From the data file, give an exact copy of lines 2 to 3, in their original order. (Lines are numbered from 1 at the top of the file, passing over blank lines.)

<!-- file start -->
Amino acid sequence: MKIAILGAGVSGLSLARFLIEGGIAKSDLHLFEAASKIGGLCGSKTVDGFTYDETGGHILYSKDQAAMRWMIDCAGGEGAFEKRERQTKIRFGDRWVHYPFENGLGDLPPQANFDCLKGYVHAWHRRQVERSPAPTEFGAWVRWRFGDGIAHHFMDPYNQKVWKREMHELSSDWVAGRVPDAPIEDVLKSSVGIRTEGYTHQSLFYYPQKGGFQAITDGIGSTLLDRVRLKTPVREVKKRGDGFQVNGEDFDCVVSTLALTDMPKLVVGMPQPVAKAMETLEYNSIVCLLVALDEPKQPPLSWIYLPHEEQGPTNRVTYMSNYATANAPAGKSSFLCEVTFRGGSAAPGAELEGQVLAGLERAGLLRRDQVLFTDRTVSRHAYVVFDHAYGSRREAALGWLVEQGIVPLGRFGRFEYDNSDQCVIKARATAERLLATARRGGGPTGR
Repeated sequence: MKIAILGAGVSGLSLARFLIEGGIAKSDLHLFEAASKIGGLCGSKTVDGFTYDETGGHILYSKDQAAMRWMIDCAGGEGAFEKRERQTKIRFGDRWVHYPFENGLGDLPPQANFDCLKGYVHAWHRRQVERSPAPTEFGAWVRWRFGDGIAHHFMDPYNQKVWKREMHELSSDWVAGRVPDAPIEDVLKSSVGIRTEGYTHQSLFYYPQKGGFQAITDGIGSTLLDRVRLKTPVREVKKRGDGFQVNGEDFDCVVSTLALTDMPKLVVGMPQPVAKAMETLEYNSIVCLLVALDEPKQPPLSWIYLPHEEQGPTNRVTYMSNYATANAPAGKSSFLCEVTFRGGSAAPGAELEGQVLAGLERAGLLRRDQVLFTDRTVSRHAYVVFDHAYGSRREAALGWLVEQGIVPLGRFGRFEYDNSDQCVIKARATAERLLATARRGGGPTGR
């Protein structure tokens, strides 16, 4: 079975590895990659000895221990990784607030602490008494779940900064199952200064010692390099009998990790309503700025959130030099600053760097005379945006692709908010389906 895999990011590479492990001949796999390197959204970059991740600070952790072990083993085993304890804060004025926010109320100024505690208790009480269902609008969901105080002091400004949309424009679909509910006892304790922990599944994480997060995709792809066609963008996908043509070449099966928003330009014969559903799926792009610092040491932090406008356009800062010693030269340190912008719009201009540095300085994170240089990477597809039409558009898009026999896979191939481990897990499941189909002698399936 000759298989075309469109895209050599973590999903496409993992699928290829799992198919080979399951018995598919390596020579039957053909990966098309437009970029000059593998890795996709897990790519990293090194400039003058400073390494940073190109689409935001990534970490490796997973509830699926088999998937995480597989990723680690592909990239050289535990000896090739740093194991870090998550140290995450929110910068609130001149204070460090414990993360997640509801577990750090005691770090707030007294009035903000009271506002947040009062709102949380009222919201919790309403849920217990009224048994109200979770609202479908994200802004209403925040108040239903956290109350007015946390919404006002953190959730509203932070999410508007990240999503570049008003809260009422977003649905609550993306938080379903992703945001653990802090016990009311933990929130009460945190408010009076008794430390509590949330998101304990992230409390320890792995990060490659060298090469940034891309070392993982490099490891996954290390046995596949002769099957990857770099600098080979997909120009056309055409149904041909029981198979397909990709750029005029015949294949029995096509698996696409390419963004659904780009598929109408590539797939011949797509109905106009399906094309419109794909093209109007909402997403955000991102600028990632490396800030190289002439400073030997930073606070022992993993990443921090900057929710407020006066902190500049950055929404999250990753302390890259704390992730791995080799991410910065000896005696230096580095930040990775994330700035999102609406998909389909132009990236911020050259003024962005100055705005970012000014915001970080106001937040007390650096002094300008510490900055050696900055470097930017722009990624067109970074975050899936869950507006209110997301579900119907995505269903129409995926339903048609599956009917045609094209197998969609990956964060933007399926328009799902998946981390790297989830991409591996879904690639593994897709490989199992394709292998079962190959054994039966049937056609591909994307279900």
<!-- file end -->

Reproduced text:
Repeated sequence: MKIAILGAGVSGLSLARFLIEGGIAKSDLHLFEAASKIGGLCGSKTVDGFTYDETGGHILYSKDQAAMRWMIDCAGGEGAFEKRERQTKIRFGDRWVHYPFENGLGDLPPQANFDCLKGYVHAWHRRQVERSPAPTEFGAWVRWRFGDGIAHHFMDPYNQKVWKREMHELSSDWVAGRVPDAPIEDVLKSSVGIRTEGYTHQSLFYYPQKGGFQAITDGIGSTLLDRVRLKTPVREVKKRGDGFQVNGEDFDCVVSTLALTDMPKLVVGMPQPVAKAMETLEYNSIVCLLVALDEPKQPPLSWIYLPHEEQGPTNRVTYMSNYATANAPAGKSSFLCEVTFRGGSAAPGAELEGQVLAGLERAGLLRRDQVLFTDRTVSRHAYVVFDHAYGSRREAALGWLVEQGIVPLGRFGRFEYDNSDQCVIKARATAERLLATARRGGGPTGR
């Protein structure tokens, strides 16, 4: 079975590895990659000895221990990784607030602490008494779940900064199952200064010692390099009998990790309503700025959130030099600053760097005379945006692709908010389906 895999990011590479492990001949796999390197959204970059991740600070952790072990083993085993304890804060004025926010109320100024505690208790009480269902609008969901105080002091400004949309424009679909509910006892304790922990599944994480997060995709792809066609963008996908043509070449099966928003330009014969559903799926792009610092040491932090406008356009800062010693030269340190912008719009201009540095300085994170240089990477597809039409558009898009026999896979191939481990897990499941189909002698399936 000759298989075309469109895209050599973590999903496409993992699928290829799992198919080979399951018995598919390596020579039957053909990966098309437009970029000059593998890795996709897990790519990293090194400039003058400073390494940073190109689409935001990534970490490796997973509830699926088999998937995480597989990723680690592909990239050289535990000896090739740093194991870090998550140290995450929110910068609130001149204070460090414990993360997640509801577990750090005691770090707030007294009035903000009271506002947040009062709102949380009222919201919790309403849920217990009224048994109200979770609202479908994200802004209403925040108040239903956290109350007015946390919404006002953190959730509203932070999410508007990240999503570049008003809260009422977003649905609550993306938080379903992703945001653990802090016990009311933990929130009460945190408010009076008794430390509590949330998101304990992230409390320890792995990060490659060298090469940034891309070392993982490099490891996954290390046995596949002769099957990857770099600098080979997909120009056309055409149904041909029981198979397909990709750029005029015949294949029995096509698996696409390419963004659904780009598929109408590539797939011949797509109905106009399906094309419109794909093209109007909402997403955000991102600028990632490396800030190289002439400073030997930073606070022992993993990443921090900057929710407020006066902190500049950055929404999250990753302390890259704390992730791995080799991410910065000896005696230096580095930040990775994330700035999102609406998909389909132009990236911020050259003024962005100055705005970012000014915001970080106001937040007390650096002094300008510490900055050696900055470097930017722009990624067109970074975050899936869950507006209110997301579900119907995505269903129409995926339903048609599956009917045609094209197998969609990956964060933007399926328009799902998946981390790297989830991409591996879904690639593994897709490989199992394709292998079962190959054994039966049937056609591909994307279900």